Prediction: Sandi Duncan admits that the almanac likes to brag about its forecast’s verification following Washington’s “Snowmaggeddon” winter of 2009 to 2010.

Late in the summer of 2009, the Farmers’ Almanac issued an ominous snowfall prediction: “Residents of Mid-Atlantic and Northeast states can expect some major snowfall in mid-February, with possible blizzard conditions in New England.”

Reality: Washington experienced a record-breaking snowstorm on Feb. 5 and 6, followed by another snowstorm on Feb. 9 to 10. The latter storm reached blizzard criteria, as defined by the National Weather Service. For temperatures, the almanac predicted the “Ice Cold Sandwich” winter would produce near normal temperatures for the region. However, temperatures were well below average during December and February and near normal in January. The average winter temperature was 35.8 degrees, 2.4 degrees below average.

2010 to 2011

Prediction: The Farmers’ Almanac declared the 2010 to 2011 winter season would “display a split personality nationwide.” It predicted that the eastern third of the country would experience colder-than-normal winter temperatures.

Reality: In Washington, the winter’s average temperature was 1.4 degrees colder than average. December’s average temperature of 34.6 degrees was 4.9 degrees colder than average, making that month one of the coldest on record. The almanac called for a “kinder, gentler” winter season, on the whole. Although Washington only received 10.1 inches of snow (about 5 inches below average), most of it fell during a single, fast-moving snowstorm that stranded thousands of evening commuters on Jan. 26.

2011 to 2012

Prediction: Finally, the almanac correctly forecast above-normal temperatures across most of the southern and eastern U.S. for the winter of 2011 to 2012.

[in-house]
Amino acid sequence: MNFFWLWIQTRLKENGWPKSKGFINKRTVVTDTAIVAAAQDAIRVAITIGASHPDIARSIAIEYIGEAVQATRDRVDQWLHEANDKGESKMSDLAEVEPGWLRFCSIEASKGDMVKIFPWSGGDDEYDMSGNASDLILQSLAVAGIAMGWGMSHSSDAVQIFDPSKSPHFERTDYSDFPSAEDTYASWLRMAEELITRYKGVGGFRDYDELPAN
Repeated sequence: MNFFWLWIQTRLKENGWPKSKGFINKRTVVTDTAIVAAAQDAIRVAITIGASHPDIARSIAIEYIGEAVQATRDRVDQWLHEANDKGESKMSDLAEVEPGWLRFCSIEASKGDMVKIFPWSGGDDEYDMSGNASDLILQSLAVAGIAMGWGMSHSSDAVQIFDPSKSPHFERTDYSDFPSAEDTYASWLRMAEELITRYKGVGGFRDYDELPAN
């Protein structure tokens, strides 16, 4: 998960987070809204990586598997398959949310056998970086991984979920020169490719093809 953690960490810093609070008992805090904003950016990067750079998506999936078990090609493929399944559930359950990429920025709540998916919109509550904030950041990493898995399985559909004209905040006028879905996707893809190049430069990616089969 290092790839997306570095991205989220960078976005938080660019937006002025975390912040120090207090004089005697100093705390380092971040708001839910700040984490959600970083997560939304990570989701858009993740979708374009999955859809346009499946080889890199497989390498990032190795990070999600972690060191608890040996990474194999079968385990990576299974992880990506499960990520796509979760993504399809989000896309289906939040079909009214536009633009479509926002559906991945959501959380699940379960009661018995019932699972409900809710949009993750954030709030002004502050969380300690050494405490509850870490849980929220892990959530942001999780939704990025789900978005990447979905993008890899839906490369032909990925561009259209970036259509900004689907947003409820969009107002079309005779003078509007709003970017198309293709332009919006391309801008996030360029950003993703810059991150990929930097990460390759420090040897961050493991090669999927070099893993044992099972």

Reality: Temperatures frequently soared to near record highs last winter. The average temperature for the meteorological winter was a balmy 43.4 degrees, making it one of the warmest winters on record in Washington. The almanac stated that “because of above-normal temperatures, much of the precipitation will likely be rain or mixed precipitation.” Precipitation was near or slightly above average across the region, mostly falling as rain. Only 2 inches of snow was recorded at Ronald Reagan Washington National Airport for the entire season.

Duncan says that the Farmers’ Almanac relies on a secret formula to generate the winter weather forecast so far in advance.

“It is both a mathematical and astronomical formula. It takes things like sunspot activity, position of the planets … and a variety of other factors into play,” she says.

“Only one person knows the exact details of this formula. He is our weather prognosticator. He goes by the name ‘Caleb Weatherbee.’ He’s a real person but that is not his true name. We keep him, as well as our forecasting formula, a secret,” Duncan says.

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(Copyright 2012 by WTOP. All Rights Reserved.)